Cambridge: MIT Press, 219-246.
- Schneider, S.H., 2001: Is
the 'Citizen-Scientist' an Oxymoron? in Kleinman, D. (ed.),
Beyond the Science Wars: Science, Technology and Democracy, State
University of New York Press, Albany: New York, 103-120.
- Christianson, G., G. Arrhenius, S.H. Schneider, B. Bolin,
D. Schindler, R. Bryson, H. Rodhe, J. Harte, F. Singer, B. Charlson,
S. Levin, A. Jernelov, H. Apsimon, and J. Leggett, 2001: Scientists
Speculate on What Svante Arrhenius Would Have Worked on Today,
Ambio, 3(3), p. 150.
- Schneider, S.H., 2001: A Constructive Deconstruction of Deconstructionists:
A Response to Demeritt, in Annals of the Association of
American Geographers, 91(2): 338-344.
- Root, T., S.H. Schneider, 2001: "Climate
Change: Overview and Implications for Wildlife," in Wildlife
Responses to Climate Change: North American Case Studies. Island
Press, Washington, D.C.,
- Schneider, S.H., 2001: Earth
Systems: Engineering and Management, Nature,
- Kinzig, A.P., S. Carpenter, M. Dove, G. Heal, S. Levin,
J. Lubchenco. S.H. Schneider, and D. Starrett, 2000: Nature
and Society: An Imperative for Integrated Environmental Research. Executive
Summary, NSF Meeting, June 5-8, Tempe, Arizona, November 2000,
- Kinzig, A.P., J. Antle, W. Ascher, W. Brock, S. Carpenter,
F.S. Chapin III, R. Costanza, K.L. Cottingham, M. Dove, H. Dowlatabadi,
E. Elliot, K. Ewel, A. Fisher, P. Gober, N. Grimm, T. Groves, S, Hanna,
G. Heal, K. Lee, S. Levin, J. Lubchenco, D. Ludwig, J. Martinez-Alier,
W. Murdoch, R. Naylor, R. Norgaard, M. Oppenheimer, A. Pfaff, S. Pickett,
S. Polasky, H.R. Pulliam, C. Redman, J.P. Rodrigez, T. Root, S.H. Schneider,
R. Schuler, T. Scudder, K. Segersen, M.R. Shaw, D. Simpson, A.A. Small,
D. Starrett, P. Taylor, S. van der Leeuw, D.H. Hall, M. Wilson (eds.),
and Society: An Imperative for Integrated Environmental Research,
NSF Workshop, June 5-8, Tempe, Arizona, November 2000, 69 pp.
- Schneider, S.H., W.E. Easterling, and L. Mearns, 2000: Adaptation:
Sensitivity to Natural Variability, Agent Assumptions and Dynamic Climate
Changes, Climatic Change, 45: 203-221.
- Schneider, S.H., K. Kuntz-Duriseti, C. Azar, 2000: Costing
Non-linearities, Surprises and Irreversible Events, Pacific
and Asian Journal of Energy, 10(1): 81-106.
- Moss, R.H. and S.H. Schneider, 2000: Uncertainties
in the IPCC TAR: Recommendations to lead authors for more consistent
assessment and reporting, in: Guidance Papers on the
Cross Cutting Issues of the Third Assessment Report of the IPCC
[eds. R. Pachauri, T. Taniguchi and K. Tanaka], World Meteorological
Organization, Geneva, pp. 33-51.
- Schneider S.H. and S.L. Thompson, 2000: A
Simple Climate Model Used in Economic Studies of Global Change,
in S.J. DeCanio, R.B. Howarth, A.H. Sanstad, S.H. Schneider, and S.L.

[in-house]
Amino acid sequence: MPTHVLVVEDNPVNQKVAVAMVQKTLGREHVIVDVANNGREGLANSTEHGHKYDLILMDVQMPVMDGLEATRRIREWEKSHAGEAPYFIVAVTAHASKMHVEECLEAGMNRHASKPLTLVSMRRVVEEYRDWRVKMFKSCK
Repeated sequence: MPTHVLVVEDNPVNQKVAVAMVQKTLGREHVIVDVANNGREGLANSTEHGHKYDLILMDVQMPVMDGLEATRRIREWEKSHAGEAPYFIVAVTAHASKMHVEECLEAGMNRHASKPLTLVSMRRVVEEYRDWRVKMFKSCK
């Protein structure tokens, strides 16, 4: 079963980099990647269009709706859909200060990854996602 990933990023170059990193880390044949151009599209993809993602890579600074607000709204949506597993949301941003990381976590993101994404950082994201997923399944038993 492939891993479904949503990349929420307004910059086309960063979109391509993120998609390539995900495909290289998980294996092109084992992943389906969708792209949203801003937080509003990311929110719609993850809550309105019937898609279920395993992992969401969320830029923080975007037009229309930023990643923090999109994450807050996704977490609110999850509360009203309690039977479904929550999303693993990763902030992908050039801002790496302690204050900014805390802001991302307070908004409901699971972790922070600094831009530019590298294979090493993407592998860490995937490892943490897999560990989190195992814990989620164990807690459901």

Thompson, New Directions in the Economics and Integrated Assessment
of Global Climate Change, Pew Center on Global Climate Change,
Washington D.C., 59-80.
- Goulder, L.H., S.H. Schneider, 1999: Induced
Technological Change and the Attractiveness of CO2 Abatement Policies,
in Resource and Energy Economics,21: 211-252.
- Roughgarden, T. and S.H. Schneider, 1999: Climate Change Policy:
Quantifying Uncertainties for Damages and Optimal Carbon Taxes,
Energy Policy, 27: 415-429.
- Still, C.J., P.N. Foster, and S.H. Schneider, 1999: Simulating
the Effects of Climate Change on Tropical Montane Cloud Forests,
Nature, 398: 608-610.
- Boffey, P.M., J.E. Rodgers, S.H. Schneider, 1999: Interpreting
Uncertainty: A Panel Discussion, in Friedman, S.M., S. Dunwoody,
C.L. Rodgers (eds.), Communicating Uncertainty: Media Coverage
of New and Controversial Science, Lawrence Erlbaum Associates,
Publishers, New Jersey, London, 81-91.
- Schneider, S.H., 1998: Cross-cutting Issues (BG5), Final
report of the IPCC Workshop on Rapid non-linear Climate Change, Noordwijkerhout,
Netherlands, March 31-April 2, 23-25.105.
- Kennedy, D., D. Holloway, E. Weinthal, W. Falcon, P. Ehrlich,
R. Naylor, M. May, S.H. Schneider, S. Fetter, and J.-S. Choi, 1998:
Environmental Quality and Regional Conflict, a report
to the Carnegie Commission on Preventing Deadly Conflict, Carnegie Corporation,
New York, 72 pp.
- Hoffert, M.I., K. Caldeira, A.K. Jain, L.D.D. Harvey, E.F.
Haites, S.D. Potter, M.E. Schlesinger, S.H. Schneider, R.G. Watts, T.M.L.
Wigley, and D.J. Wuebbles, 1998: Energy
Implications of Future Stabilization of Atmospheric CO2 Content,
Nature, 395: 881-884.
- Schneider, S.H., L.H. Goulder, 1997: Achieving
Low-cost Emissions Targets, Nature, 389:
- Schneider, S.H., 1995: "Technological
Opportunities for Humanity", PERSPECTIVE, London Times
Higher Education Supplement, 19, October 6, 1995.
- Root, T.L. and S.H. Schneider, 1995: Ecology
and Climate: Research Strategies and Implications, Science,
- Schneider, S.H., 1995: Evolutionary
Organizational Models for Interdisciplinary Research and Teaching of
Global Environmental Change, in Waddington, D.J. (ed.),
Global Environmental Change Science: Education and Training.
New York: Springer-Verlag, Nato ASI Series 1, 29, 9-40
- Allegre, C.J. and S.H. Schneider, 1994: The
Evolution of the Earth, Scientific American,
271:(4), October, 44-51.
- Schneider, S.H., 1993: "Degrees
of Certainty,"National Geographic Research and Exploration,
- Schneider, S.H, 1993:
"A Better Way to Learn,"Christian Science World
Monitor Monthly, April 1993: 31-35.
- Root, T.L. and S.H. Schneider, 1999: Can
Large-Scale Climatic Models be Linked With Multi-Scale Ecological Studies?"
Conservation Biology, 7: 256-270.
- Schneider S.H. and P.J. Boston (eds), 1992:
on Gaia, MIT Press; February, 1992.
- Schneider, S.H., 1989:
The Greenhouse Effect: Science and Policy, Science,